Friday, April 11, 2014

Today -100: April 11, 1914: Enter the Dolphin

In Tampico, Mexico, which is the rebels’ next target, a Federal colonel orders the crew of the USS Dolphin, which had stopped to refuel, arrested, basically for being in a war zone in uniform and unable to explain in Spanish what they were doing with those oil drums. [Note: the article refers to the Dolphin as a whaleboat, which refers to the shape of the ship; it’s not a whaler]. They are quickly released, and the port commander apologizes to the American commander of US forces in Tampico, who is named Admiral Mayo because of course he is. Admiral Mayo is just happy to let this little misunderstanding blow over... oh, of course he isn’t. He demands a formal apology, the arrest of the Mexican colonel responsible for the incident, and a 21-gun salute, within 24 hours or else. Mayo has been sending both sides warnings that their little fight had better not damage any oil equipment in Tampico.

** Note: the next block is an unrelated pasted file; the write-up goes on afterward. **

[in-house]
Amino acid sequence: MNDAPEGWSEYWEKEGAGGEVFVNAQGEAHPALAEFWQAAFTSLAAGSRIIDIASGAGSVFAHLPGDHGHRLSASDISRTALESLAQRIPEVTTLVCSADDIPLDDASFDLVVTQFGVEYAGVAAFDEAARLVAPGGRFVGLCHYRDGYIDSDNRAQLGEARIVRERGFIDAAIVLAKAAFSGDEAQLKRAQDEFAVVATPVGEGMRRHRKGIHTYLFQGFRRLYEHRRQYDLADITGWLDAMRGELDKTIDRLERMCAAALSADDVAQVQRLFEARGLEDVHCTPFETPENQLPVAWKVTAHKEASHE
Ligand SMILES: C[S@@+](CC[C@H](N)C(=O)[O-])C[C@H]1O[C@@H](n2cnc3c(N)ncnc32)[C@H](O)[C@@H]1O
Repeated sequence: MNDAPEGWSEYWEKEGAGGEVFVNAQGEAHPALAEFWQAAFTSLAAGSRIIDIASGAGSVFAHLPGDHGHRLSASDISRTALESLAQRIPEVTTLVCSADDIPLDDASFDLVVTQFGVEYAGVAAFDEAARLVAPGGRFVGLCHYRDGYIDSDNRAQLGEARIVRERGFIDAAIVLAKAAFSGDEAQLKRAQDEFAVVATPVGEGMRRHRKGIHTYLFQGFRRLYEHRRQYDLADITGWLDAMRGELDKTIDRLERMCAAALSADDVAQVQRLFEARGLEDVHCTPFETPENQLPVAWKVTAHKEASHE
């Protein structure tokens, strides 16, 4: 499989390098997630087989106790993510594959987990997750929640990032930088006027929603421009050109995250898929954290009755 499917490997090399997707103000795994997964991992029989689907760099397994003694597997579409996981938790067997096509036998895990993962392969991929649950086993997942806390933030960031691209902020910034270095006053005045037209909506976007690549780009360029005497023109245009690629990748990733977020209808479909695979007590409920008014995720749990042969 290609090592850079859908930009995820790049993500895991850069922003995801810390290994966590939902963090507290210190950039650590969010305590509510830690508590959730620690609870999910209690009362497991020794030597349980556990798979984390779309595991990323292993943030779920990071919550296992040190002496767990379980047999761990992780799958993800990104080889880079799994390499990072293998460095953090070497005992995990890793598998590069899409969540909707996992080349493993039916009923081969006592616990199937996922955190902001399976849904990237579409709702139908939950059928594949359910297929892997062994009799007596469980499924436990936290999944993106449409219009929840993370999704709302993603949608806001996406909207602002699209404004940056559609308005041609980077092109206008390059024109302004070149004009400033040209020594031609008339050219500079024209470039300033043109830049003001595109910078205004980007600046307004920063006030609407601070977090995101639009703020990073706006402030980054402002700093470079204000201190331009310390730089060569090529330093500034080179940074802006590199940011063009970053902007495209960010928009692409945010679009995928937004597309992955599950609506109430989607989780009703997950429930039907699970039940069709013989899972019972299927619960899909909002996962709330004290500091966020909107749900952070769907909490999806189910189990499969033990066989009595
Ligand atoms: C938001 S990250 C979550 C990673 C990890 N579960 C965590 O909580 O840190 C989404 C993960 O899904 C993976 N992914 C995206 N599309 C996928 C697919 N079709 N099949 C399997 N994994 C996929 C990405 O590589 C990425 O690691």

One of the towns that voted itself dry in the elections Tuesday was Minooka, Illinois. As a result, the town has had to return the license money already paid by saloons, and is now broke. It will have to turn off its street lights and fire its three cops and the city attorney.

People who are against women’s suffrage: 1) Helen Taft, wife of the former president, who has joined an anti-suffrage organization. 2) Archbishop Moeller of Cincinnati, who thinks it would “bring women into a sphere of activities that is not in accord with their retiring modesty, maidenly dignity and refinement. We fear that suffragette women will cease to be the queens of the home.”

In Italy, Baron Dominico Camarda is arrested for having imprisoned his sisters Isobel and Teresina in his castle’s dungeon 18 years ago. Isobel has gone insane, and Teresina died 3 years ago. Evidently they disgraced the family.

The Paris prefect of police bans a prize fight between two women.

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David Chappell said...

Is, I wonder, the Parisian prefect of police related to Archbishop Moeller? All he needed to do was substitute "pugilist" for "suffragette" in the Archb's words.

WIIIAI said...

Sadly, the short LA Times article on the Paris story didn't contain any quotation from Prefect Hennion. I'd have been interested in his explanation. The archbishop of course merely stated the views of the majority of men and probably women, although in terms ("maidenly dignity") that seem a little antiquated for 1914.